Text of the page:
12:30 – J wakes up and we have lunch together

13:30 We do something calm inside, playing games or reading books.

15:00 – Afternoons are usually dedicated to community. We get on the bike with some food and go see our friends. Depending on who we get to see each day, J  may spend the afternoon chasing ducks, playing with children while the moms enjoy some coffee and chat or helping out someone with a garden task.

17:30 – We head home, and so does Sam. We spend family time together outside, talking and playing.

18:30 – We start preparing dinner – J’s favorite task is to take all the kitchen scraps to the compost bin outside.

19:30 – Dinner time

20:00 – We get outside while there’s still light, and J is usually playing around us or with us.

20:45 – Brushing teeth, washing hands, undressing and story time. We like covering books from Roald Dahl to Astrid Lindgren and even J. K. Rowling.

21:30 – In a good day, the little one is already asleep by now. In an even better day, Sam is still awake by now and we can enjoy a good conversation, discuss our land works and garden and share some tea from something I’ve harvested before going to bed. I also like to use this moment to knit some more rows or read a few more pages.

When does your family rhythm get thrown off kilter? 

We tend to sweep this rhythm under the carpet when we’re away from home, either visiting family or in a van trip somewhere – and that’s ok.

Do you consciously re-evaluate and change your family rhythm with the seasons and ages and stages of your kids?

Definitely! As we spend most of our day outside, and live on the countryside, different seasons mean different weathers and light hours, and also different types of work outside. She is growing up so quickly and wanting do to different things. For example, when J was smaller, I would spend so much time working on the garden with her sleeping on my back. That would be impossible by now, since she is much more active and participative, which makes a long session of garden work difficult. She wants to help, but doesn’t understand some things and her focus shifts often (not to mention she has a thing for picking and trying to eat all the unripe tomatoes from the plants, so we can’t stay near the plants for too long). We need to diversify our activities and involve her in different ways according to her age.

Now, she is very into her small pot of growing flowers, watering it daily with her tiny watering can. Later, we can try to upgrade what she is learning now into a garden bed just for her. By then, our daily rhythm will have changed again. Maybe we will spend more time working together in something instead of one-on-one play (which I love, no doubt!)

When you’re feeling stuck, tired, frustrated with your role as Mother, what do you need most to shift your energy and perception?

Two things make wonders for this. Usually, a good talk with a mother friend over a cup of tea will remind me that is normal to feel confused some days (we’ve all been there, and we will all keep on going there every now and then!). Exchanging frustrations, ideas and laughs is so spirit-lifting! If not, having some time alone working in the garden or going for a walk and some ethical wildcrafting, connecting to plants and to the soil fills me up with good energy and I feel refreshed upon returning Home to my family.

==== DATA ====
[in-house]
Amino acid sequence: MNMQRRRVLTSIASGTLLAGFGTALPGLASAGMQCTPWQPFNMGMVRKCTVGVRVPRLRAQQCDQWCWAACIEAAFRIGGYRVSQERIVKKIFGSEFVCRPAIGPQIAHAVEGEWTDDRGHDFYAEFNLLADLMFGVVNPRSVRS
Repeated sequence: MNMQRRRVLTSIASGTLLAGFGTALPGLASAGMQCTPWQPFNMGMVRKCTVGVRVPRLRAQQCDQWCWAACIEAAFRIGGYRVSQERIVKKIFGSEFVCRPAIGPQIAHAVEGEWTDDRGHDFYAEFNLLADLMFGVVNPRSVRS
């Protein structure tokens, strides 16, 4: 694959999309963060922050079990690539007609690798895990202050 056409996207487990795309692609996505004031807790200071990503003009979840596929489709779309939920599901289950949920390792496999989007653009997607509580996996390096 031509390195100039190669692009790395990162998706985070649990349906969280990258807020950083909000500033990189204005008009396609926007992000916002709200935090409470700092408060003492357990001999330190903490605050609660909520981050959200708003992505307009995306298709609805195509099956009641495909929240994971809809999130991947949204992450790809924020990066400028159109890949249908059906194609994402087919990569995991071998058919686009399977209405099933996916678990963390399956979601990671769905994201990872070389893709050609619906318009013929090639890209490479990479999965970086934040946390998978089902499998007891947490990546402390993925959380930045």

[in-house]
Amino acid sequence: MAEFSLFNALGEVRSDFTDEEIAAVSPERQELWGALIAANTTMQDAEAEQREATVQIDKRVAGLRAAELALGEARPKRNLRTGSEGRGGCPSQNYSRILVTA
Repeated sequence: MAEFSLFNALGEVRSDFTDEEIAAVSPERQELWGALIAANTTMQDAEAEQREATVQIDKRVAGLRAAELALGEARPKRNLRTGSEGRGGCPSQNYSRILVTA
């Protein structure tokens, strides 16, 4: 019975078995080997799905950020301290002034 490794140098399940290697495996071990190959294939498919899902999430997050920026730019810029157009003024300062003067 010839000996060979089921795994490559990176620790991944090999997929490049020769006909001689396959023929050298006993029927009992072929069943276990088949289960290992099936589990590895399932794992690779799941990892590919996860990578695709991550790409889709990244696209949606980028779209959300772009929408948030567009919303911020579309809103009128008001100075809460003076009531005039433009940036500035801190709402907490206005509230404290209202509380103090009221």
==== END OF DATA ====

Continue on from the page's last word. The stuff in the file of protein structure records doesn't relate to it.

If you could recommend one book to ALL Mothers out there what would it be?

Shortly after J’s birth, I was gifted “Our Babies, Ourselves – How Biology and Culture shape the way We Parent”, by  Meredith F. Small. I love how it presents an anthropological perspective over parenting, by describing the way different cultures approach childcare. I interpret that there are no right or wrongs in parenting, just different ways based on our cultural, social and economical values.

DISCLOSURE: This journal entry contains a link to Amazon.com. Meagan from Whole Family Rhythms is a participant in the Amazon Services LLC Associates Program, an affiliate advertising program designed to provide a means for sites to earn advertising fees by advertising and linking to Amazon.com. amazon.ca and amazon.uk Thank you for your support

Meagan Wilson is a parent educator and author of the now-retired seasonal series of Whole Family Rhythms. After finishing a BA, she went on to complete her Foundations in Steiner Education and Anthroposophy at Sydney Steiner College, as well as her Waldorf Early Childhood Certification at the Rudolf Steiner Centre in Toronto. She has received her certification as a Simplicity Parenting Family Life Coach and has supported hundreds of parents to create a strong family rhythm unique to their own values and culture. She has four young children. Meagan provides resources, support and information to parents who are looking for a bridge to cross between their unique family life and their children’s (often but not always) Waldorf schools.


  1. Carly on August 1, 2017 at 3:45 pm

    Once again thanks for sharing such a unique perspective on parenting and family rhythm. I really love reading this series, and being able to see the way other parents flow of the day looks and feels.